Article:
Delhi is a strange mix of modernity and antiquity. Like now it is the capital of India, in ancient times it was the stronghold of the Mughals and changed hands many a times. It has been one of the strongest Islamic centers in Asia. Old Delhi is still reminiscent of that essential Mughal bazaar culture with its hordes of eateries, paratha stall, kababs savories, narrow lanes, and a host of other knick knacks. Standing in the background of this huge human drama of buying and selling is the iconic Red Fort in Delhi also popularly called the Lal Quila by locals. If anything speaks history through its structure it is the Red Fort. Its thick stand stone walls have stood the test of time. Located on a dry moot that was once used for defensive measures, it looks rather large and intimidating. After all the history of it is not quite pleasant and one etched in bloodshed and betrayal.
Emperor Shahjahan started its construction in 1638 and it took ten years to complete it. It had in its complex government: halls, domed and arched marble palaces, sprawling private residence couldn’, a mosque and well set and designed gardens. Persian Emperor Nadir Shah couldn’t but resist attacking such a thing of beauty as is the nature with Persian rulers of that time. Even the British thought that much of Delhi would be paralyzed if the main stronghold of Red fort was attacked. And so they did attack it during the Revolt of 1857.
The main entrance of the Red Fort in Delhi is through the Chatta Chowk which is lined with arched cells. Once it use to house the best of jewelers and skilled craftsman of Delhi. It is more famously called the Meena Bazar and chances are you might have heard about it in passing songs from old Hindi Films. It was mainly a ladies forte. The core of the Fort was located just beyond that and is called the Naubat Khana. Diwan-i-Amor is the hall of the Public audiences where the emperor would sit and pass his judgment on a particular case or listen to the complaints of the common folk. The alcove where he sat was designed with precious and semi precious stones. The Peacock Throne off the emperor Shah Jahan is without doubt one of the most exquisitely styled craftsmanship in the entire history of humans. Also it is priceless- intrinsically as well as its face value was huge. Maybe that was the reason which prompted Nadir Shah in 1739 to take it in the first place. Today it is merely an empty space echoing its former glory. A two liner inscribed on its wall is apt to describe it. It refers that if in earth there is an eden it is this place.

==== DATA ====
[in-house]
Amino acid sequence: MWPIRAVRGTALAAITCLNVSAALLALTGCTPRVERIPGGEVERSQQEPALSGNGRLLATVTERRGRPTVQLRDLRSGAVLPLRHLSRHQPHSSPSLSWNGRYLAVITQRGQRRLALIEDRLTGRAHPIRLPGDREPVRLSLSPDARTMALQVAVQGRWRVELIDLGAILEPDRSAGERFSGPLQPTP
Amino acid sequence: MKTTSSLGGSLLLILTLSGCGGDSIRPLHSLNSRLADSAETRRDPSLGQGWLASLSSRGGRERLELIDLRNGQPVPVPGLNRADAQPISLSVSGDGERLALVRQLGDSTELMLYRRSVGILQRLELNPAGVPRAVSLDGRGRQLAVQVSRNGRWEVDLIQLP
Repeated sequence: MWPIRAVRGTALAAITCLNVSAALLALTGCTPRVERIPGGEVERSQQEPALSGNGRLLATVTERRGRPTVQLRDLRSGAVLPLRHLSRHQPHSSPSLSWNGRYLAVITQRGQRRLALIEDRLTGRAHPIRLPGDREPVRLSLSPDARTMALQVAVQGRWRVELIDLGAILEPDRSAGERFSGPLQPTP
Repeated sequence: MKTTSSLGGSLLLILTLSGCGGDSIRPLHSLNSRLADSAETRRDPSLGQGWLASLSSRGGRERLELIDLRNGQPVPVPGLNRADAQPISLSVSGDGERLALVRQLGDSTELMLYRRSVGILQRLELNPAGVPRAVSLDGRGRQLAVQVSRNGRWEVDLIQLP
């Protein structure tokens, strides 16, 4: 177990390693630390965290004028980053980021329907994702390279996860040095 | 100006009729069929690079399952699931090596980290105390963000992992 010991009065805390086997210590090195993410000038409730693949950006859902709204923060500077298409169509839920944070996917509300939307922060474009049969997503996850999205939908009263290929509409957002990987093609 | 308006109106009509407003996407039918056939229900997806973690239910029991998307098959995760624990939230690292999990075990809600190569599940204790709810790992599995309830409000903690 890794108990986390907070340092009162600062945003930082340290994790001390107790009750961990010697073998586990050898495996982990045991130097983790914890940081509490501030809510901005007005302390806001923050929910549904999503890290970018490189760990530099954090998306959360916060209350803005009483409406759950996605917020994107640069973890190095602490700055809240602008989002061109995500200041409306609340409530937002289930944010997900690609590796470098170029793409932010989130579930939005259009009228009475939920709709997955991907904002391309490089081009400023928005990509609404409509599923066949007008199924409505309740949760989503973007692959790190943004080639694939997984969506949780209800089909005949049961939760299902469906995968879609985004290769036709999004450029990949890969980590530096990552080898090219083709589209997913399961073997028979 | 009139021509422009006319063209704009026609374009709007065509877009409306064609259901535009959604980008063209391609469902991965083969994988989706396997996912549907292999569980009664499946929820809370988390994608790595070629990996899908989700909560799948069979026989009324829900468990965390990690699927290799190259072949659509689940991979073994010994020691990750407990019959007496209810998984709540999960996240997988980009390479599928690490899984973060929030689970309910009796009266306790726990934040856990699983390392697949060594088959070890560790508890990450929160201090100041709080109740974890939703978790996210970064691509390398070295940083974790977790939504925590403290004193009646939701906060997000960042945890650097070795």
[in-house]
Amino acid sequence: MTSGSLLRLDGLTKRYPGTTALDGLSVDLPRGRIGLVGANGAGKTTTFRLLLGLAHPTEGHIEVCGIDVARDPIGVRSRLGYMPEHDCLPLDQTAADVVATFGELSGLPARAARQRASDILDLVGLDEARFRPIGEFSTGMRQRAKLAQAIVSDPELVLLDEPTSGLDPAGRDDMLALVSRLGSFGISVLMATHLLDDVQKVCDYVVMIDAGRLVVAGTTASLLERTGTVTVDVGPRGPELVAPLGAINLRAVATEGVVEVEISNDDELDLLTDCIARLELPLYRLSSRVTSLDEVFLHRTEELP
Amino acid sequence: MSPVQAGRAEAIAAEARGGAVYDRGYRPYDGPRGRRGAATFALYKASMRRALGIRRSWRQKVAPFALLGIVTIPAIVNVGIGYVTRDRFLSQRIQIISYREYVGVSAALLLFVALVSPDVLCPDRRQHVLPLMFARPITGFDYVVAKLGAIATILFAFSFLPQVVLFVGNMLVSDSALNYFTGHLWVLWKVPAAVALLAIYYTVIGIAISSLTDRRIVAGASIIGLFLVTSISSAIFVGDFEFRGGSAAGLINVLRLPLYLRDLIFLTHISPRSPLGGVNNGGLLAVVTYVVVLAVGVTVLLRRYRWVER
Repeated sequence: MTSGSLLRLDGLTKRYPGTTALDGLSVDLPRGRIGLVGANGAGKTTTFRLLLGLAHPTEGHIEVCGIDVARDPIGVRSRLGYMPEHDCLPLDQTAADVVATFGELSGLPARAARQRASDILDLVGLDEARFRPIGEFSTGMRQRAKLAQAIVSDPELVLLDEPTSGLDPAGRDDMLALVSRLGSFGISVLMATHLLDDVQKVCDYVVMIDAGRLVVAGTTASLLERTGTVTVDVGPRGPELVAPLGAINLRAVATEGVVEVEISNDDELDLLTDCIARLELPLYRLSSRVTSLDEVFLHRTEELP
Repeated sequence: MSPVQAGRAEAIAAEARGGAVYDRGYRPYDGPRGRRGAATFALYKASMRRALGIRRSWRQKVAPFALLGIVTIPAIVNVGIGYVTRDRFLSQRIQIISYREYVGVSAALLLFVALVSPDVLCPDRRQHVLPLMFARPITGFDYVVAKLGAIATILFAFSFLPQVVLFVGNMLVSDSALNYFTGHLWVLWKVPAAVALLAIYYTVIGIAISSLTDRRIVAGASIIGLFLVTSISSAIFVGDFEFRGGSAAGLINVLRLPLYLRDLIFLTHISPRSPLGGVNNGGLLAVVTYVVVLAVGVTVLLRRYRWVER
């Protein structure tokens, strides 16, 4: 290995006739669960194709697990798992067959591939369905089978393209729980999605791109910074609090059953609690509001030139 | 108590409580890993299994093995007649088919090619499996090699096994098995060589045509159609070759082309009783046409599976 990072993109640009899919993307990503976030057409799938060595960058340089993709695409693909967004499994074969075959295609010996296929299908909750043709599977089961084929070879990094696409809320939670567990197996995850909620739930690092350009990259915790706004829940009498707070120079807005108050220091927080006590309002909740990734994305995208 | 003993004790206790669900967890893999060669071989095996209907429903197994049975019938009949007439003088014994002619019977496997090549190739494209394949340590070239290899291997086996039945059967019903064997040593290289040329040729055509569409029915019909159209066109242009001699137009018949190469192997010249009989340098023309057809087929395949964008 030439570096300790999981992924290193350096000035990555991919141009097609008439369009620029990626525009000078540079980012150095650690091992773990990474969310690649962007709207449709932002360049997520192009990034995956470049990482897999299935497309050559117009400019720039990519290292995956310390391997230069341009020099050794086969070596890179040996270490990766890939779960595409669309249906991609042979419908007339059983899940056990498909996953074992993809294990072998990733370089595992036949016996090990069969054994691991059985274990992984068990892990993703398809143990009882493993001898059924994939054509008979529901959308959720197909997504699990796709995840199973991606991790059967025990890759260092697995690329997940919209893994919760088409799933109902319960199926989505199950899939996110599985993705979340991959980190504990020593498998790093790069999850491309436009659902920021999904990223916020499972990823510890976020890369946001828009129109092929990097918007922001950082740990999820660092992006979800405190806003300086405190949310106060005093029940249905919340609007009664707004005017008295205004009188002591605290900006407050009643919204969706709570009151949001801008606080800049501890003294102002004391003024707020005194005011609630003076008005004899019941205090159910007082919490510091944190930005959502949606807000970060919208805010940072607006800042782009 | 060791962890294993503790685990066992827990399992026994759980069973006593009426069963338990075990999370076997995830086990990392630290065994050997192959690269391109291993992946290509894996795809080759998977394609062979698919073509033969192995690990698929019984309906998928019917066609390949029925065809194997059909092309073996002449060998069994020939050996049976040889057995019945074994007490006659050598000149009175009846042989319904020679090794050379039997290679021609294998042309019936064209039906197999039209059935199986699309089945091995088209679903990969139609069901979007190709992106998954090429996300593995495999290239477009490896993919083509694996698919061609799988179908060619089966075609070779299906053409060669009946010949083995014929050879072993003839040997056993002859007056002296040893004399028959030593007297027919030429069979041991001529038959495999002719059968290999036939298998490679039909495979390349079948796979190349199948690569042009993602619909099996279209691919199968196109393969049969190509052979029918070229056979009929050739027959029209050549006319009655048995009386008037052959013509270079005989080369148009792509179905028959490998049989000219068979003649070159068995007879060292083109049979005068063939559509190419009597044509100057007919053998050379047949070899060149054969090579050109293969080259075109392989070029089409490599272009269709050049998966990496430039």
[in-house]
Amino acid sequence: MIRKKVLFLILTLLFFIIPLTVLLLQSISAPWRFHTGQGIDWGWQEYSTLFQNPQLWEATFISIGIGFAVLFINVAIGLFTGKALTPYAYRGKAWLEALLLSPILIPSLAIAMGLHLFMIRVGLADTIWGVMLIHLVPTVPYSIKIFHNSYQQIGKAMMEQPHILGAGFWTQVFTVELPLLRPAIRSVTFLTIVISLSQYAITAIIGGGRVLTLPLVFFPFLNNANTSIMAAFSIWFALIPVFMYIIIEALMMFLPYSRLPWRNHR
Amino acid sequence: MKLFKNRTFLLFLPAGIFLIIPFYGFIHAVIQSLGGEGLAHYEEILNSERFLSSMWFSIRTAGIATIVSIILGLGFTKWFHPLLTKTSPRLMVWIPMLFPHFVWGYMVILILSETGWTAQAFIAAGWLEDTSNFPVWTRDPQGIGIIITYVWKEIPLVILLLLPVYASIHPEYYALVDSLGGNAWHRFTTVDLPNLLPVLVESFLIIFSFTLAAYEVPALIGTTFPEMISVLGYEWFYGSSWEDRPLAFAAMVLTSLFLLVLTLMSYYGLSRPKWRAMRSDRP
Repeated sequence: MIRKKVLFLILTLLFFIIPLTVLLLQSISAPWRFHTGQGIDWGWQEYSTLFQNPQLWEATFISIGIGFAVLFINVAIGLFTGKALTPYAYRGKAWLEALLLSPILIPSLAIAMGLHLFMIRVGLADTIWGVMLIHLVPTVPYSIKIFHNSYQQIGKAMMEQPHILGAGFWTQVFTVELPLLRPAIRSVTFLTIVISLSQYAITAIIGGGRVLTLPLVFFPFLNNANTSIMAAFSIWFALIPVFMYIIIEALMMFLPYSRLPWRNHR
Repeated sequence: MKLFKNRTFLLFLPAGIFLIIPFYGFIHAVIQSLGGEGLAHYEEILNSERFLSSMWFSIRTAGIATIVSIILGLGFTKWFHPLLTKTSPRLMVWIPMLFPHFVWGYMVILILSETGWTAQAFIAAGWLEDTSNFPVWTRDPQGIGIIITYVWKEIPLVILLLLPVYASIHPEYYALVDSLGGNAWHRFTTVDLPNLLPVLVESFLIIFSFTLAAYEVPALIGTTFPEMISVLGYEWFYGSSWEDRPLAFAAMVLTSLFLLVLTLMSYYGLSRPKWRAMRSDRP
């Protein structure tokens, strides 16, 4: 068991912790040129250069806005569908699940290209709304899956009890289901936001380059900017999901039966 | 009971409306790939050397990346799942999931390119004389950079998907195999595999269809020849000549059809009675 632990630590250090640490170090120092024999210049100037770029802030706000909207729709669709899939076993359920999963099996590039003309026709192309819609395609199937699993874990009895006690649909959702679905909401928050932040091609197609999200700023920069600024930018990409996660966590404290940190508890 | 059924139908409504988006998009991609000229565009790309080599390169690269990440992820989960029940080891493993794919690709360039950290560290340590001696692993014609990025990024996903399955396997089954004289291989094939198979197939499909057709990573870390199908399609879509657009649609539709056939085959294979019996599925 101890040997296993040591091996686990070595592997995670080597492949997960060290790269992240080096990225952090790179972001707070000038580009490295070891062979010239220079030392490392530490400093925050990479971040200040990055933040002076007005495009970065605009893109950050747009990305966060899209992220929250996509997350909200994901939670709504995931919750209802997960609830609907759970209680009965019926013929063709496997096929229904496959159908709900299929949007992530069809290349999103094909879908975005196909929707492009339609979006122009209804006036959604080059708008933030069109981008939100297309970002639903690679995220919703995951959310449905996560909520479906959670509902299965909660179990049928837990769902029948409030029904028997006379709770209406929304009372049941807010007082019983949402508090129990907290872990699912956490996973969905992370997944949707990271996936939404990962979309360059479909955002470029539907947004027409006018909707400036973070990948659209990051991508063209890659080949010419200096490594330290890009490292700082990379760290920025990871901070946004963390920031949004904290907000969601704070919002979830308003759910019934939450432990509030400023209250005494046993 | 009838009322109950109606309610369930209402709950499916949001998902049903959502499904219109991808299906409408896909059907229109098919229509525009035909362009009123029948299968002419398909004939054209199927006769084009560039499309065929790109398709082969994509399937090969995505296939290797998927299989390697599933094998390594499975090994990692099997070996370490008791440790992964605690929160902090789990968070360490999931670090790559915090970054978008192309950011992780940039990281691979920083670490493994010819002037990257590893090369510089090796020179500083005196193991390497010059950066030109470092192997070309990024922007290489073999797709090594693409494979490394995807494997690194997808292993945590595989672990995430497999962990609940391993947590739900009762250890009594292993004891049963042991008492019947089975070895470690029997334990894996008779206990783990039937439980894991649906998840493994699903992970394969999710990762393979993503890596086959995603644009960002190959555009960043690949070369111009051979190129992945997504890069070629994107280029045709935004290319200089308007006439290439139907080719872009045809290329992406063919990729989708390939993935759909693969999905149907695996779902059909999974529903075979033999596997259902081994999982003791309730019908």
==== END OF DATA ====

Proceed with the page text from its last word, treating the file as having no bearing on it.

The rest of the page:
The Royal Baths or the hammams is another of the notable features of the fort. Other important areas here are Moti Masjid or the Pearl Mosque. This was later added by Aurangzeb for his private use. The Rang Mahal used to house the concubines and wives of the emperor. Gilded turrets, an intricate mosaic of mirrors, and a ceiling with exquisite work of gold and silver is the main feature of this palace. When the artwork of silver and gold reflected on the central pool the place really seemed to be an eden. The private apartments are on a raised platform on the Eastern zone of the fort. The pavilions are connected with each other through a network of waterways. Though much of the structure bears strong resemblance to Islamic architectural pattern, Hindu elements are also present as well.
The Red Fort in Delhi today has political and military bearings as well. The Prime Minister delivers his speech from here on 15th August which the Indian Independence day. At one time about 3000 people stayed within its premises but the Revolt of 1857 was a big setback for the Fort. After Indian Independence.
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